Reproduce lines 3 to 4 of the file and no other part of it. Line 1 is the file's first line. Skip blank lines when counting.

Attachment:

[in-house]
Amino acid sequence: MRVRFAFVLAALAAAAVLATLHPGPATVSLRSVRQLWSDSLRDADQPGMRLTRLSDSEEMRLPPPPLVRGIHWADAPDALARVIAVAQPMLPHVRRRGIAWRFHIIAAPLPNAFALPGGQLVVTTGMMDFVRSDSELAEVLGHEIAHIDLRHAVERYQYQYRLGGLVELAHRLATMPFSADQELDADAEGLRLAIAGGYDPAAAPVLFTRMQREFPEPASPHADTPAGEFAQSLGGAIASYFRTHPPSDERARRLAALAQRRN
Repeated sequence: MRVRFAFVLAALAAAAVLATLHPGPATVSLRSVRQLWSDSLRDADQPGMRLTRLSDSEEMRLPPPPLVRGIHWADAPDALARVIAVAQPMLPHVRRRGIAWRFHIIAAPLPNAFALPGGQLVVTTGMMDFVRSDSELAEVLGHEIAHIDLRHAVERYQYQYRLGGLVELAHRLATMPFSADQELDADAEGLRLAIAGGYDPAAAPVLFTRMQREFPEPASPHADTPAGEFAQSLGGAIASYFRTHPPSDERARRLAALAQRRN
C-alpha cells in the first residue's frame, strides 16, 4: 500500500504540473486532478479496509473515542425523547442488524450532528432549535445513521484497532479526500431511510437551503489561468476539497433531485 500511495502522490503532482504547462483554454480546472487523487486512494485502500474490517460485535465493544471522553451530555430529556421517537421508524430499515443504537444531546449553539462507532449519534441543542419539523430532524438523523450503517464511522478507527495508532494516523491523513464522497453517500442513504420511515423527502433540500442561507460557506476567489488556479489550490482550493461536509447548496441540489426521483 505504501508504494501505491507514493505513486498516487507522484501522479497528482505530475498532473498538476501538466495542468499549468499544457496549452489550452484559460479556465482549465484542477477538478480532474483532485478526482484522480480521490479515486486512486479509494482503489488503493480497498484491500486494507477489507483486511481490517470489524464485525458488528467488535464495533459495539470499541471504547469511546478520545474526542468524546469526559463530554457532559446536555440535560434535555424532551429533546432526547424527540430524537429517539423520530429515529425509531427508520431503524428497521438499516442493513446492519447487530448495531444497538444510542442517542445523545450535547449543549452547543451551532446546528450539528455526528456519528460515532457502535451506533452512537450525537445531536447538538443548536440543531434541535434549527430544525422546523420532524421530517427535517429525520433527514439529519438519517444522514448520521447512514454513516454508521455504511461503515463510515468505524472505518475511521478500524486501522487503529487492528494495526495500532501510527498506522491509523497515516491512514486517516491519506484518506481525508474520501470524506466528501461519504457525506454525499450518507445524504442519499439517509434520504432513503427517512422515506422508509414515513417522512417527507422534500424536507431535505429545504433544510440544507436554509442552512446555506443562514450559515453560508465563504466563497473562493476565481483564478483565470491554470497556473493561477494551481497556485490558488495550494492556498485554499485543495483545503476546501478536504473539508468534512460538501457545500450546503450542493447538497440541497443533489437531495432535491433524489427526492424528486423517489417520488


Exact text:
Repeated sequence: MRVRFAFVLAALAAAAVLATLHPGPATVSLRSVRQLWSDSLRDADQPGMRLTRLSDSEEMRLPPPPLVRGIHWADAPDALARVIAVAQPMLPHVRRRGIAWRFHIIAAPLPNAFALPGGQLVVTTGMMDFVRSDSELAEVLGHEIAHIDLRHAVERYQYQYRLGGLVELAHRLATMPFSADQELDADAEGLRLAIAGGYDPAAAPVLFTRMQREFPEPASPHADTPAGEFAQSLGGAIASYFRTHPPSDERARRLAALAQRRN
C-alpha cells in the first residue's frame, strides 16, 4: 500500500504540473486532478479496509473515542425523547442488524450532528432549535445513521484497532479526500431511510437551503489561468476539497433531485 500511495502522490503532482504547462483554454480546472487523487486512494485502500474490517460485535465493544471522553451530555430529556421517537421508524430499515443504537444531546449553539462507532449519534441543542419539523430532524438523523450503517464511522478507527495508532494516523491523513464522497453517500442513504420511515423527502433540500442561507460557506476567489488556479489550490482550493461536509447548496441540489426521483 505504501508504494501505491507514493505513486498516487507522484501522479497528482505530475498532473498538476501538466495542468499549468499544457496549452489550452484559460479556465482549465484542477477538478480532474483532485478526482484522480480521490479515486486512486479509494482503489488503493480497498484491500486494507477489507483486511481490517470489524464485525458488528467488535464495533459495539470499541471504547469511546478520545474526542468524546469526559463530554457532559446536555440535560434535555424532551429533546432526547424527540430524537429517539423520530429515529425509531427508520431503524428497521438499516442493513446492519447487530448495531444497538444510542442517542445523545450535547449543549452547543451551532446546528450539528455526528456519528460515532457502535451506533452512537450525537445531536447538538443548536440543531434541535434549527430544525422546523420532524421530517427535517429525520433527514439529519438519517444522514448520521447512514454513516454508521455504511461503515463510515468505524472505518475511521478500524486501522487503529487492528494495526495500532501510527498506522491509523497515516491512514486517516491519506484518506481525508474520501470524506466528501461519504457525506454525499450518507445524504442519499439517509434520504432513503427517512422515506422508509414515513417522512417527507422534500424536507431535505429545504433544510440544507436554509442552512446555506443562514450559515453560508465563504466563497473562493476565481483564478483565470491554470497556473493561477494551481497556485490558488495550494492556498485554499485543495483545503476546501478536504473539508468534512460538501457545500450546503450542493447538497440541497443533489437531495432535491433524489427526492424528486423517489417520488